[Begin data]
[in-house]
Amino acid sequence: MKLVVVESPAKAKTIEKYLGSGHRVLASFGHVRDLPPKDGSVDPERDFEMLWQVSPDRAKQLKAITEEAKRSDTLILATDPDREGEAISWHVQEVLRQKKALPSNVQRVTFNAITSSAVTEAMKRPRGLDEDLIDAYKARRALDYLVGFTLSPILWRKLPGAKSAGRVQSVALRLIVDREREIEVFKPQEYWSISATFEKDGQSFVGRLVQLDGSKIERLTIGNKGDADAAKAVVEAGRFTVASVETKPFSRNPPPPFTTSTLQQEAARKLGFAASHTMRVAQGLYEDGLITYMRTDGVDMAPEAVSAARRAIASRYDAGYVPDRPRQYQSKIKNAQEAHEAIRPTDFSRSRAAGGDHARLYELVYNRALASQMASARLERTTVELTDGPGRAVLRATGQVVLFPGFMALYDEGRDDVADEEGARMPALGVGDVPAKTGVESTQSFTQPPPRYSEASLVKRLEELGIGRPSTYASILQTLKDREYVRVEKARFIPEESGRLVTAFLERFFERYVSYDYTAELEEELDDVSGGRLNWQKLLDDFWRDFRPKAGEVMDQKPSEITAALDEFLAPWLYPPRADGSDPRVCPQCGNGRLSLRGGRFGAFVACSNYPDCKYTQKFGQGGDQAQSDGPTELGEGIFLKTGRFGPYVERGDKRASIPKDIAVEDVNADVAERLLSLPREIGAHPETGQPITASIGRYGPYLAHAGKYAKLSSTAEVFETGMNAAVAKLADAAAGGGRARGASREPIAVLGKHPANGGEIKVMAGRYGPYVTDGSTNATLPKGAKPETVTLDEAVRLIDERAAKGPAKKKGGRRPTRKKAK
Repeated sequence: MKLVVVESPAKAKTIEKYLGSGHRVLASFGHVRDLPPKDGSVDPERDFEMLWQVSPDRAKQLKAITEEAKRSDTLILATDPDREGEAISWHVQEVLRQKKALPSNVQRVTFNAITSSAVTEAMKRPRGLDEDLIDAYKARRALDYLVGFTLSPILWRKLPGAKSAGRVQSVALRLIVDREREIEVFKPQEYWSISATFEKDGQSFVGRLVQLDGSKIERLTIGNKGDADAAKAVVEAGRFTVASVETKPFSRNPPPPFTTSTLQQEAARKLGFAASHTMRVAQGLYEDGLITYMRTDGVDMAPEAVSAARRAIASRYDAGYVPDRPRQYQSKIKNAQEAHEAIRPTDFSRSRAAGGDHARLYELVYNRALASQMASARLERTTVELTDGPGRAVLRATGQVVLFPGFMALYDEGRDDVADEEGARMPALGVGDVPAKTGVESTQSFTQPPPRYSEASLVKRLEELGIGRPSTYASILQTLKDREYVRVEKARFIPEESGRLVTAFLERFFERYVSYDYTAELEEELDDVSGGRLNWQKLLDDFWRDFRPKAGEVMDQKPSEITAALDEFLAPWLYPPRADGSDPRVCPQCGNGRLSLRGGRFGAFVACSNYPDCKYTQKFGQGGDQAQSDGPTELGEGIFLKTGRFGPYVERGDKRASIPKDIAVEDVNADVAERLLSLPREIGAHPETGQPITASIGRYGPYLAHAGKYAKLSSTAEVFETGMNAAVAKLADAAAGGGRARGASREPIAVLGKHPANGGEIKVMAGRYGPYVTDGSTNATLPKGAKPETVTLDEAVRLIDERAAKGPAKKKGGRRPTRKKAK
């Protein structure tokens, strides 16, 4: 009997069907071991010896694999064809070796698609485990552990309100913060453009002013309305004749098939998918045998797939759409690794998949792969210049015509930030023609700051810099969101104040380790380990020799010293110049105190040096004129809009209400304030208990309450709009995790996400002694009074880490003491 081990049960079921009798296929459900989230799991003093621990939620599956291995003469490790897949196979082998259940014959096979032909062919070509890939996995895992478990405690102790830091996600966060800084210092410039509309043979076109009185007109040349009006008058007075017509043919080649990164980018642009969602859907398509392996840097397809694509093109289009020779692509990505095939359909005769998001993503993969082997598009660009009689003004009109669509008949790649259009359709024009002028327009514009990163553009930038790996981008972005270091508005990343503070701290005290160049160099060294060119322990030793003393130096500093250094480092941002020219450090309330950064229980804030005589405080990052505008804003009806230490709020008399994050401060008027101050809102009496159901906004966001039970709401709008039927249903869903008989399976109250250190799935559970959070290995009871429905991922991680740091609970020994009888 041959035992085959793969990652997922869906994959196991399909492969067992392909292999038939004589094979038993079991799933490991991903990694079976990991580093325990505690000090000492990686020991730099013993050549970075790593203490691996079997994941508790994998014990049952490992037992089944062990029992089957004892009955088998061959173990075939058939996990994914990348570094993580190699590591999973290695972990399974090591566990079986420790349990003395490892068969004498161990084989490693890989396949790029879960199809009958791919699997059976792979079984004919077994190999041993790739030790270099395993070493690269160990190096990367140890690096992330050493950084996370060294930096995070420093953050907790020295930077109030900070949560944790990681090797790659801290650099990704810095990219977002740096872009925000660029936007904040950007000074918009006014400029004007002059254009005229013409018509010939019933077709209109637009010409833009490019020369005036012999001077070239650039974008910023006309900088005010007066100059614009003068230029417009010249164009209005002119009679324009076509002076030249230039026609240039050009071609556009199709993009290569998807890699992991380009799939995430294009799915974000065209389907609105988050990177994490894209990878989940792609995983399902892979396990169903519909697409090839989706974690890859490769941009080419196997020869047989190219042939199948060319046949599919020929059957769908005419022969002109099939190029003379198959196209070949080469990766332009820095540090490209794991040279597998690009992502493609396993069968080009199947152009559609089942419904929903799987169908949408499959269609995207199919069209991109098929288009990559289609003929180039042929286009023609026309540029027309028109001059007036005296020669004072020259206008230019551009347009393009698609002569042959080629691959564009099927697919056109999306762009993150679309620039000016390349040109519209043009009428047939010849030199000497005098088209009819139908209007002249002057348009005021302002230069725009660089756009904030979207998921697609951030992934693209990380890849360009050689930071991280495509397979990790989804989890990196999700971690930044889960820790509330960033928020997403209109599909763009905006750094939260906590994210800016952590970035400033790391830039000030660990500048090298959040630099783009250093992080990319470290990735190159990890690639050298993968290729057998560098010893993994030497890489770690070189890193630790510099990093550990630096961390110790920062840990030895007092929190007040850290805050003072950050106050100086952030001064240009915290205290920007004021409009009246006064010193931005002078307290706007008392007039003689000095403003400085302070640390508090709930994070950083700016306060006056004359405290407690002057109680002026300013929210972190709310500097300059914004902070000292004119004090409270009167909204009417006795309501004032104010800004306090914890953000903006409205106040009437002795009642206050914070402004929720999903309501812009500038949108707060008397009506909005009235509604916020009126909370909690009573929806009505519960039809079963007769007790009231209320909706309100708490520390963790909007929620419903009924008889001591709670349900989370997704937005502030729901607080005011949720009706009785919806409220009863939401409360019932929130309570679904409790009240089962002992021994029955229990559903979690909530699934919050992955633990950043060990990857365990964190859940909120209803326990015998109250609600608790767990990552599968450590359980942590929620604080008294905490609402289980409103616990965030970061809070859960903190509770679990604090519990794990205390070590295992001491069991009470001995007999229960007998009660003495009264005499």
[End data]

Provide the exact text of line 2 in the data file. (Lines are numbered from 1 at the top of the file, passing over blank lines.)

Amino acid sequence: MKLVVVESPAKAKTIEKYLGSGHRVLASFGHVRDLPPKDGSVDPERDFEMLWQVSPDRAKQLKAITEEAKRSDTLILATDPDREGEAISWHVQEVLRQKKALPSNVQRVTFNAITSSAVTEAMKRPRGLDEDLIDAYKARRALDYLVGFTLSPILWRKLPGAKSAGRVQSVALRLIVDREREIEVFKPQEYWSISATFEKDGQSFVGRLVQLDGSKIERLTIGNKGDADAAKAVVEAGRFTVASVETKPFSRNPPPPFTTSTLQQEAARKLGFAASHTMRVAQGLYEDGLITYMRTDGVDMAPEAVSAARRAIASRYDAGYVPDRPRQYQSKIKNAQEAHEAIRPTDFSRSRAAGGDHARLYELVYNRALASQMASARLERTTVELTDGPGRAVLRATGQVVLFPGFMALYDEGRDDVADEEGARMPALGVGDVPAKTGVESTQSFTQPPPRYSEASLVKRLEELGIGRPSTYASILQTLKDREYVRVEKARFIPEESGRLVTAFLERFFERYVSYDYTAELEEELDDVSGGRLNWQKLLDDFWRDFRPKAGEVMDQKPSEITAALDEFLAPWLYPPRADGSDPRVCPQCGNGRLSLRGGRFGAFVACSNYPDCKYTQKFGQGGDQAQSDGPTELGEGIFLKTGRFGPYVERGDKRASIPKDIAVEDVNADVAERLLSLPREIGAHPETGQPITASIGRYGPYLAHAGKYAKLSSTAEVFETGMNAAVAKLADAAAGGGRARGASREPIAVLGKHPANGGEIKVMAGRYGPYVTDGSTNATLPKGAKPETVTLDEAVRLIDERAAKGPAKKKGGRRPTRKKAK